What does FLCL (pronounced “Fooly Cooly”) mean? Nobody seems to know in this joyous, nervy, and wistful odyssey through the pangs of puberty. A passion project by Gainax animator Kazuya Tsurumaki, this madcap allegory delivers one of the most experientially authentic depictions of blossoming sexuality in any medium. The story kicks off when Naota Nandaba, a surly 12-year-old boy from a nondescript town, has his life upended when a boisterous drifter drives into town and thwacks him across the head with her guitar. Symptoms for Naota’s injury include angst, confusion, and his skull sprouting fighting robots who may be a part of a vast alien conspiracy. Like its title, the story logic of FLCL matters far less than how the journey makes the viewer feel. For anyone who can remember their first discombobulating step into adulthood, FLCL will feel like coming home.

Watch on: Hulu, Funimation, Crunchyroll (2018 season)


Naruto (2002-2017)

(Photo by Pierrot)

One of the longest-running anime ever with over 700 episodes, it’s pretty hard to never have heard of Naruto before even if you’re not into anime. The show follows an orphaned boy named Naruto, who lives with the soul of a nine-tailed demon fox trapped inside him, and dreams of one day becoming a ninja. The value of friendship and determination is at the core of this show, which offers plenty of interesting characters, both friend and foe, and a story that grabs your attention and never lets go despite having hundreds of episodes. Of course, this all wouldn’t work if Naruto himself weren’t an amazing protagonist. Indeed, he’s one of the most well-developed and charismatic characters in anime history, and we witness him evolving from from aspiring ninja, to leader, to even a father.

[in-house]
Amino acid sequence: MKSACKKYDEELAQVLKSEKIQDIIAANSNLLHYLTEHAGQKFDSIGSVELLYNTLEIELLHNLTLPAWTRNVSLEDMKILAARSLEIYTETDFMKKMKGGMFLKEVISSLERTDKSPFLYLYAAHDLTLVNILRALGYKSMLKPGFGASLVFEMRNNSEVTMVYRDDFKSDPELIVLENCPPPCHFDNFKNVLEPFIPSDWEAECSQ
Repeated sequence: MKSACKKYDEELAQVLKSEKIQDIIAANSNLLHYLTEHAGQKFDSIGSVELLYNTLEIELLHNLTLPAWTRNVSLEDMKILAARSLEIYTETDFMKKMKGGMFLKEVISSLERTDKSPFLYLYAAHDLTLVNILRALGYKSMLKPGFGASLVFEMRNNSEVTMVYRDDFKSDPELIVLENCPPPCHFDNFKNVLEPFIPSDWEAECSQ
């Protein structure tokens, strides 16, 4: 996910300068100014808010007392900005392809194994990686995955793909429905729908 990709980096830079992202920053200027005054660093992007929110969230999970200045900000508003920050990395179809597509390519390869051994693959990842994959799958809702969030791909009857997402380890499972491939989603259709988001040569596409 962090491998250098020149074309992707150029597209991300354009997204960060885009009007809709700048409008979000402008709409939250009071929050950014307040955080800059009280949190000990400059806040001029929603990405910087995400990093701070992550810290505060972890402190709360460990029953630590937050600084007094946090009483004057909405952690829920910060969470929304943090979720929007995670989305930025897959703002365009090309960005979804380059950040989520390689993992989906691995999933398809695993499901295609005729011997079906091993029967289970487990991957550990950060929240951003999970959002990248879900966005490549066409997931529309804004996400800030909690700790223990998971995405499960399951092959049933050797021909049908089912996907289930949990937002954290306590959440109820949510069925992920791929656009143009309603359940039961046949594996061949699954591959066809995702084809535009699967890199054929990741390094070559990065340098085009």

Watch on: Crunchyroll, Hulu, Netflix, VIZ


Fullmetal Alchemist (2003-2004)

(Photo by Bones)

An action/adventure show with an upbeat tone, amazing action scenes, excellent world-building and characters you can easily fall in love with, it’s easy to see why Fullmetal Alchemist is considered one of the best anime series of the 2000s. As upbeat as it is, the story has loss and grief as a central theme. The series follows two brothers who venture out to look for the legendary Philosopher’s Stone and regain the bodies they lost after trying to resurrect their dead mother using alchemy. Also worth noting is the equally fantastic Fullmetal Alchemist: Brotherhood, which was a more faithful adaptation of the original manga, whereas Fullmetal Alchemist took many liberties with the source material.